The presence of a signal sequence directs a polypeptide to either an intracellular organelle or subcellular compartment or for secretion to the apoplast. Many signal sequences are known in the art. See, for example Becker et al., Plant Mol. Biol. 20:49 (1992); Close, P. S., Master's Thesis, Iowa State University (1993); Knox, C., et al., Plant Mol. Biol. 9:3-17 (1987); Lerner et al., Plant Physiol. 91:124-129 (1989); Fontes et al., Plant Cell 3:483-496 (1991); Matsuoka et al., Proc. Natl. Acad. Sci. 88:834 (1991); Gould et al., J. Cell. Biol. 108:1657 (1989); Creissen et al., Plant J. 2:129 (1991); Kalderon, et al., Cell 39:499-509 (1984); Steifel, et al., Plant Cell 2:785-793 (1990).

Foreign Protein Genes and Agronomic Genes

With transgenic plants according to the present invention, a foreign protein can be produced in commercial quantities. Thus, techniques for the selection and propagation of transformed plants, which are well understood in the art, yield a plurality of transgenic plants which are harvested in a conventional manner, and a foreign protein then can be extracted from a tissue of interest or from total biomass. Protein extraction from plant biomass can be accomplished by known methods which are discussed, for example, by Heney and Orr, Anal. Biochem. 114:92-6 (1981).

According to a preferred embodiment, the transgenic plant provided for commercial production of foreign protein is watermelon. In another preferred embodiment, the biomass of interest is seed. For the relatively small number of transgenic plants that show higher levels of expression, a genetic map can be generated, primarily via conventional RFLP, PCR and SSR analysis, which identifies the approximate chromosomal location of the integrated DNA molecule. For exemplary methodologies in this regard, see Glick and Thompson, Methods in Plant Molecular Biology and Biotechnology CRC Press, Boca Raton 269:284 (1993). Map information concerning chromosomal location is useful for proprietary protection of a subject transgenic plant. If unauthorized propagation is undertaken and crosses made with other germplasm, the map of the integration region can be compared to similar maps for suspect plants, to determine if the latter have a common parentage with the subject plant. Map comparisons would involve hybridizations, RFLP, PCR, SSR and sequencing, all of which are conventional techniques.

Likewise, by means of the present invention, agronomic genes can be expressed in transformed plants. More particularly, plants can be genetically engineered to express various phenotypes of agronomic interest. Exemplary genes implicated in this regard include, but are not limited to, those categorized below:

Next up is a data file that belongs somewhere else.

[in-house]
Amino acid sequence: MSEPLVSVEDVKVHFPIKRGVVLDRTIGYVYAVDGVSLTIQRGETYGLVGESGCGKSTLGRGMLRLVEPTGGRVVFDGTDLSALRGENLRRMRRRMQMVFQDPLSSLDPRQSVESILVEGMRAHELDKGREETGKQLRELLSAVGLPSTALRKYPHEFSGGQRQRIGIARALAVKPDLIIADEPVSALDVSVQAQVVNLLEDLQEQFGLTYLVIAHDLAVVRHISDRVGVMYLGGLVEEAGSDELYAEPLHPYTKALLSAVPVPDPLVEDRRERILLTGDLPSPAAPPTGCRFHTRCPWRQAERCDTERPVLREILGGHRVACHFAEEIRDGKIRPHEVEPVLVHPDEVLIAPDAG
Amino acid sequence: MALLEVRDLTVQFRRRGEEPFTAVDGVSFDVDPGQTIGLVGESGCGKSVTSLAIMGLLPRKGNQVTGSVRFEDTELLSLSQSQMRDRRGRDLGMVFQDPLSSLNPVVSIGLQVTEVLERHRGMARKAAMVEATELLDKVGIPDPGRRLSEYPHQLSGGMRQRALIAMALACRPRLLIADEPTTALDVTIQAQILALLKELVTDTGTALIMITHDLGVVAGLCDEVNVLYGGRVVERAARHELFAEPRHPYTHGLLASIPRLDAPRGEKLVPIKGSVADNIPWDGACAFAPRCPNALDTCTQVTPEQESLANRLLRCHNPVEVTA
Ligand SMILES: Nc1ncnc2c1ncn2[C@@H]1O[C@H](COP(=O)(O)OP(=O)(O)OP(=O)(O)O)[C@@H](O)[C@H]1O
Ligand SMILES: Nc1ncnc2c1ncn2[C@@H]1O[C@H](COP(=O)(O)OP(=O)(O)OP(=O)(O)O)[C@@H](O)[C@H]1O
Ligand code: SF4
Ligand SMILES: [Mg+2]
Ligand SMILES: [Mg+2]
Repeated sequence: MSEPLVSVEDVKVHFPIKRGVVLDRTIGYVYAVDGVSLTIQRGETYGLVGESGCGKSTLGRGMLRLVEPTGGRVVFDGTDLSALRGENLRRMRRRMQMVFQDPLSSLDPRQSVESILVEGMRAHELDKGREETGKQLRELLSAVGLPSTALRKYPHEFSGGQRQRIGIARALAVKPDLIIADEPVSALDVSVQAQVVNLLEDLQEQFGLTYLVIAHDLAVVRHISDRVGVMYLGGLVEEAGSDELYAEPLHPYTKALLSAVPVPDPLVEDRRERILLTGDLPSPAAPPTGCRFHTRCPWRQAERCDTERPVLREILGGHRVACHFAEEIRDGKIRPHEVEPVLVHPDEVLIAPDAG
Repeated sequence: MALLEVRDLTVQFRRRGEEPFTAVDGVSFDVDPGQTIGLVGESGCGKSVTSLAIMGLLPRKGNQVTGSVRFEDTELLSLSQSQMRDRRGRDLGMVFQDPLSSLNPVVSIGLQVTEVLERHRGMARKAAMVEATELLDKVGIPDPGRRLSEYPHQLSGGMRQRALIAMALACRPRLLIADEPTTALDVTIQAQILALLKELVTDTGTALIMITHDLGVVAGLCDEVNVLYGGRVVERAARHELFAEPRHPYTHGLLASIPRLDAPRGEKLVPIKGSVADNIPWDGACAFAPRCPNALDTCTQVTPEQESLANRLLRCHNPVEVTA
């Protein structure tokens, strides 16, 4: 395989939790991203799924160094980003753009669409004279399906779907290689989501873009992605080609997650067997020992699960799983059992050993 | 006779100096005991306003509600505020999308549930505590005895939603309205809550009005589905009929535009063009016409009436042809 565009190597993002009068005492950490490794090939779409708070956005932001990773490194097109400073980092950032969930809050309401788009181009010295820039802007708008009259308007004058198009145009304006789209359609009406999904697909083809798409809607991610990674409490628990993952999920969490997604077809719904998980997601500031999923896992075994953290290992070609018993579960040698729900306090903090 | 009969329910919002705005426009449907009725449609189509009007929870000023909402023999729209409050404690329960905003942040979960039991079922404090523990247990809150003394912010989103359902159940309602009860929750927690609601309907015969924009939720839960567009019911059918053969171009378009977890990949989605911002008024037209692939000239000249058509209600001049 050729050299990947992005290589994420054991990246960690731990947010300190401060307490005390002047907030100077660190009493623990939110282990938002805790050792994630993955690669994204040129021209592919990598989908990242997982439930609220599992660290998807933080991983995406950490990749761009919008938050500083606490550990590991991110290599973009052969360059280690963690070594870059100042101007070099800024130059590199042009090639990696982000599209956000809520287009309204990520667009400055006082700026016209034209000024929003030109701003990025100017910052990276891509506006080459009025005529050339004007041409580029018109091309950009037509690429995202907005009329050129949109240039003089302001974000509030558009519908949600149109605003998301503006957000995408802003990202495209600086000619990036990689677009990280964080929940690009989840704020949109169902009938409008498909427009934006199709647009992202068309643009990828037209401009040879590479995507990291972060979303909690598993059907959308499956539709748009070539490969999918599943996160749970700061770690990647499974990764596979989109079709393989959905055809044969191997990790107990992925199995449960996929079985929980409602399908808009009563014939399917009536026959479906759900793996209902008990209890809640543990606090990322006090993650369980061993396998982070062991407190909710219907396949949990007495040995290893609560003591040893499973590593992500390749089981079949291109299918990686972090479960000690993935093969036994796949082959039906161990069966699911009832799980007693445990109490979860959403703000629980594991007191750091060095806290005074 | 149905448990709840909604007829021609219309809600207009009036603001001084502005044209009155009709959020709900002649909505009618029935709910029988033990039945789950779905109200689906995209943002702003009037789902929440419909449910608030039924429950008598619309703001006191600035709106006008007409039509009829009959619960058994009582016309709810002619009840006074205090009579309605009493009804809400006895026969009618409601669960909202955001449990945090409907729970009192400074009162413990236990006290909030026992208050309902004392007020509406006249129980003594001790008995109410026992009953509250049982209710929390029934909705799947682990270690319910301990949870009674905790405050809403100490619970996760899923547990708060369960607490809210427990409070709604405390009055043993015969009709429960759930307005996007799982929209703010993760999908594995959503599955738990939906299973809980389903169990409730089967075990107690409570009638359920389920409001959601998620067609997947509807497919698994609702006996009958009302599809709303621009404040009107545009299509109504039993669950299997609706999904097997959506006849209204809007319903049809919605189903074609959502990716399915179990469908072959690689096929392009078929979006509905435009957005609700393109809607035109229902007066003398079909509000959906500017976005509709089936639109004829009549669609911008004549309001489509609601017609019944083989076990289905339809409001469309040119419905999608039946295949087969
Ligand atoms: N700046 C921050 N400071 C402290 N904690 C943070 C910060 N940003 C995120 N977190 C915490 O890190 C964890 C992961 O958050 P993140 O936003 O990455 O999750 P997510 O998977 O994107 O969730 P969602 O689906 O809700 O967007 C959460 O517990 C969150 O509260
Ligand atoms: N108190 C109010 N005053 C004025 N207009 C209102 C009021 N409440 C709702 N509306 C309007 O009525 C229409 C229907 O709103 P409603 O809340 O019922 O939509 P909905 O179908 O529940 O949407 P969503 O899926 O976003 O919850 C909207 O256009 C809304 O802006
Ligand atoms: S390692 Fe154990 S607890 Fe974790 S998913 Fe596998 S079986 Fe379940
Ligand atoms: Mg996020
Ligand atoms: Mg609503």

1. Genes that Confer Resistance to Pests or Disease and that Encode:

A. Plant disease resistance genes. Plant defenses are often activated by specific interaction between the product of a disease resistance gene (R) in the plant and the product of a corresponding avirulence (Avr) gene in the pathogen. A plant mutant allele can be transformed with cloned resistance gene(s) to engineer plants that are resistant to specific pathogen strains. See, for example Jones et al., Science 266:789 (1994) (cloning of the tomato Cf-9 gene for resistance to Cladosporium fulvum); Martin et al., Science 262:1432 (1993) (tomato Pto gene for resistance to Pseudomonas syringae pv. tomato encodes a protein kinase); Mindrinos et al., Cell 78:1089 (1994) (Arabidopsis RSP2 gene for resistance to Pseudomonas syringae).

B. A Bacillus thuringiensis protein, a derivative thereof or a synthetic polypeptide modeled thereon. See, for example, Geiser et al., Gene 48:109 (1986), who disclose the cloning and nucleotide sequence of a Bt-δ-endotoxin gene. Moreover, DNA molecules encoding δ-endotoxin genes can be purchased from American Type Culture Collection, Manassas, Va., for example, under ATCC Accession Nos. 40098, 67136, 31995 and 31998. See also Mandaokat et al., Crop Protection. 2000, 19: 5, 307-312.

C. A lectin. See, for example, the disclosure by Van Damme et al., Plant Molec. Biol. 24:25 (1994), who disclose the nucleotide sequences of several Clivia miniata mannose-binding lectin genes.

D. Genes coding for the coat proteins of the Cucumber Mosaic virus (CMV), see Tomassoli et al., Molecular Breeding. 1999, 5: 2,121-130, which confers resistance to CMV.

E. An enzyme inhibitor, for example, a protease or proteinase inhibitor or an amylase inhibitor or a polygalacturonase inhibitor protein. See, for example, Abe et al., J. Biol. Chem. 262:16793 (1987) (nucleotide sequence of rice cysteine proteinase inhibitor), Huub et al., Plant Molec. Biol. 21:985 (1993) (nucleotide sequence of cDNA encoding tobacco proteinase inhibitor 1), Sumitani et al., Biosci. Biotech. Biochem. 57:1243 (1993) (nucleotide sequence of Streptomyces nitrosporeus α-amylase inhibitor) and Powell et al., Molecular Plant Microbe Interaction. 2000, 13: 9 942-950 (tomatoes transformed with pear fruit polygalacturonase inhibitor protein to inhibit fungal pathogen endopolygalacturonase).